Masataka Ohta wrote:
On 12-dec-03, at 22:24, Theodore Ts'o wrote:
Does that mean that Path MTU was badly designed, because it failed to
take into account stupid firewalls?
Yes, PMTUD was badly designed.
No disagreement here.
Path MTU disovery was implemented very poorly because implementations
tend expect certain functionality in routers, and usually don't
recover when this functionality is absent. (For whatever reason.)
No, it is not an implementation issue.
It is not a good design to periodically send a large packet
expecting it is larger than the current path MTU and dropped.
Again, no disagreement. The packet loss is inefficient.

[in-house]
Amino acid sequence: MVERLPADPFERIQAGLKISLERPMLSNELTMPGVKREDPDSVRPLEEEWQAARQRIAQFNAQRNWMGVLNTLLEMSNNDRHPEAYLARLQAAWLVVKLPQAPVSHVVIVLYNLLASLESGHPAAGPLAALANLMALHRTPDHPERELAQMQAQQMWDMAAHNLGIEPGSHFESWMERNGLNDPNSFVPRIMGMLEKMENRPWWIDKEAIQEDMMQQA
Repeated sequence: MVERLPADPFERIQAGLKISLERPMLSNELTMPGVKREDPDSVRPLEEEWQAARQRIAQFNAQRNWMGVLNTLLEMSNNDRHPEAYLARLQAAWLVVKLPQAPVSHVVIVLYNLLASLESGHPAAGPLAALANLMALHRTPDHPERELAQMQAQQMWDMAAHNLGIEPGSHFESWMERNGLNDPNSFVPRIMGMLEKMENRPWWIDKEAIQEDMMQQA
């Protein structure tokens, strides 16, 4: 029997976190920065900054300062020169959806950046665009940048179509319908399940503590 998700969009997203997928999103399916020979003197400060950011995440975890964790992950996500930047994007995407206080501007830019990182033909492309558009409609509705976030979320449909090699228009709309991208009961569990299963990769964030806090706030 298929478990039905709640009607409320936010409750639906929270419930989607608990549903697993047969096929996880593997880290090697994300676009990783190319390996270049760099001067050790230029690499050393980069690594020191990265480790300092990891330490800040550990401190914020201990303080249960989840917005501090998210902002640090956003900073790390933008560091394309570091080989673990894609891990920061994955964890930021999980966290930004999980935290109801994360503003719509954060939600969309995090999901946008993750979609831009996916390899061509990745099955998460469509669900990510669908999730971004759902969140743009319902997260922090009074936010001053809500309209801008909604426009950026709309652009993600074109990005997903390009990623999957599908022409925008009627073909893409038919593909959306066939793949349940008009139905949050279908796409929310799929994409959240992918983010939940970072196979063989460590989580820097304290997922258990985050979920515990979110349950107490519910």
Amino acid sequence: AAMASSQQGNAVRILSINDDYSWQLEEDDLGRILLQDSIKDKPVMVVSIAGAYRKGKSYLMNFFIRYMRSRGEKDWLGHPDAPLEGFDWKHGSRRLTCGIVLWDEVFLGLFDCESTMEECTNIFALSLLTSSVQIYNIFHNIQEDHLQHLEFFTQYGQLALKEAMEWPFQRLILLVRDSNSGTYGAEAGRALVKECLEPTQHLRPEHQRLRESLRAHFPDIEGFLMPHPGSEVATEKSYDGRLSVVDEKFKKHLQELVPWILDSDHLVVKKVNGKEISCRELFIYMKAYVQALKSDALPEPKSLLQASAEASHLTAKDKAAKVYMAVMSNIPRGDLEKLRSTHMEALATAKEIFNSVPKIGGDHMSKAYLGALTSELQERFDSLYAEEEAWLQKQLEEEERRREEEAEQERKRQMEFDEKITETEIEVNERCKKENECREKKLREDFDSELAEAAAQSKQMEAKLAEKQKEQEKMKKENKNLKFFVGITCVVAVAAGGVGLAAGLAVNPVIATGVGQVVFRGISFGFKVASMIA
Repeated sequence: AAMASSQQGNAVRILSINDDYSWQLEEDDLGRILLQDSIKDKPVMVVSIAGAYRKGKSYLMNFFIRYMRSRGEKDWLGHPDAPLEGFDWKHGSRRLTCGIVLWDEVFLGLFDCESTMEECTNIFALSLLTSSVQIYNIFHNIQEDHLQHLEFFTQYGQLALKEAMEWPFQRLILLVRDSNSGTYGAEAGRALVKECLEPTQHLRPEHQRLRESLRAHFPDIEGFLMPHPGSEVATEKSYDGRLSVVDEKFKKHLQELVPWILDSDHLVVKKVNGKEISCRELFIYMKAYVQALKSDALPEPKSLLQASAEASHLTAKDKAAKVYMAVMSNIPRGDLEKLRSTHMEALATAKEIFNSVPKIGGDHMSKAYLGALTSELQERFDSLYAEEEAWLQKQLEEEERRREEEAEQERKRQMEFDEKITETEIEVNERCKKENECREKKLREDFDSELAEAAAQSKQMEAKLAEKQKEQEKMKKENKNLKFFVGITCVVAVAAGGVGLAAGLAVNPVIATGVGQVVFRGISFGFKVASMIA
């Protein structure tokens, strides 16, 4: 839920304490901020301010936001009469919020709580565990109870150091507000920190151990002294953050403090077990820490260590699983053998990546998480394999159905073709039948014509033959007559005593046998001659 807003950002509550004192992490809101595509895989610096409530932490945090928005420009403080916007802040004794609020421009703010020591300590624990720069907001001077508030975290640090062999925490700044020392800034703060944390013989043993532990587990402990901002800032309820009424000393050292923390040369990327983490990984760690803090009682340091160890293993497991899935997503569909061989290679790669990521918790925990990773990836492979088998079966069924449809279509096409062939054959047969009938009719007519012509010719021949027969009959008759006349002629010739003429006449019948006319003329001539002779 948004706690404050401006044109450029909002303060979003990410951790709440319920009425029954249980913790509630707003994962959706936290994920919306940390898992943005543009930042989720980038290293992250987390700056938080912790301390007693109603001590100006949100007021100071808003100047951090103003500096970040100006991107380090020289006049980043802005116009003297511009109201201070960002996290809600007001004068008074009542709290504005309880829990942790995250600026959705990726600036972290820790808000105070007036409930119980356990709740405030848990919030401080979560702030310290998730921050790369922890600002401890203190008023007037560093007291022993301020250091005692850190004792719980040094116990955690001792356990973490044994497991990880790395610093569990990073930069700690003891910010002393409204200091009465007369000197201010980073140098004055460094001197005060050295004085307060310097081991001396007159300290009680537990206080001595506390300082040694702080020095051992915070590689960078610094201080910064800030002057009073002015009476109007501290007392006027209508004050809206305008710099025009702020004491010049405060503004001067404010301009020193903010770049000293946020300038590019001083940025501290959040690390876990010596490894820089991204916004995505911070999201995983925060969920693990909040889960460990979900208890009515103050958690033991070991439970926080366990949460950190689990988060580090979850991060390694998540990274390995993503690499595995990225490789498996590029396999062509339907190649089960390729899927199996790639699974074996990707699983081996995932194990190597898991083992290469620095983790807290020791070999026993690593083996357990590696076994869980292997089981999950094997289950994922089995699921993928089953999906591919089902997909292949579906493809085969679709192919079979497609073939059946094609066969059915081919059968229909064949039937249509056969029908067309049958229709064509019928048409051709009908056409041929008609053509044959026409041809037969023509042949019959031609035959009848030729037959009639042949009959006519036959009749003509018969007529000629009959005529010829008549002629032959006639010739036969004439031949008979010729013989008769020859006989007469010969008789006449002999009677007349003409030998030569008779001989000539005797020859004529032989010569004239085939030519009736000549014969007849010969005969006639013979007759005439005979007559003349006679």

It should have been designed into TCP over IPv4 and should have
never set don't fragment bit. TCP should be able to know that
packets are reassembled at the IP layer.
Yes - it would have been great if this was designed into the
architecture way back when. But it wasn't, so it would be up
to receiving implementations to add hooks into the IPv4
reassembly cache if they want to inform the TCP of
IPv6 was badly designed. IPv6 should never use PMTUD and TCP over
IPv6 should work with PMTU of 1280, unless it gets OOB information
that all the pathes have larger MTU. An alternative was to let routers
record MTU, say, in flow label field.
Huh? First, the flow label field is needed for other purposes.
Second, untrusted routers can't be counted on to record
accurate MTU values. Finally, not all forwarding nodes
can be counted on to understand IPv6.
The only reliable PMTU information is that which comes
from a trusted end node.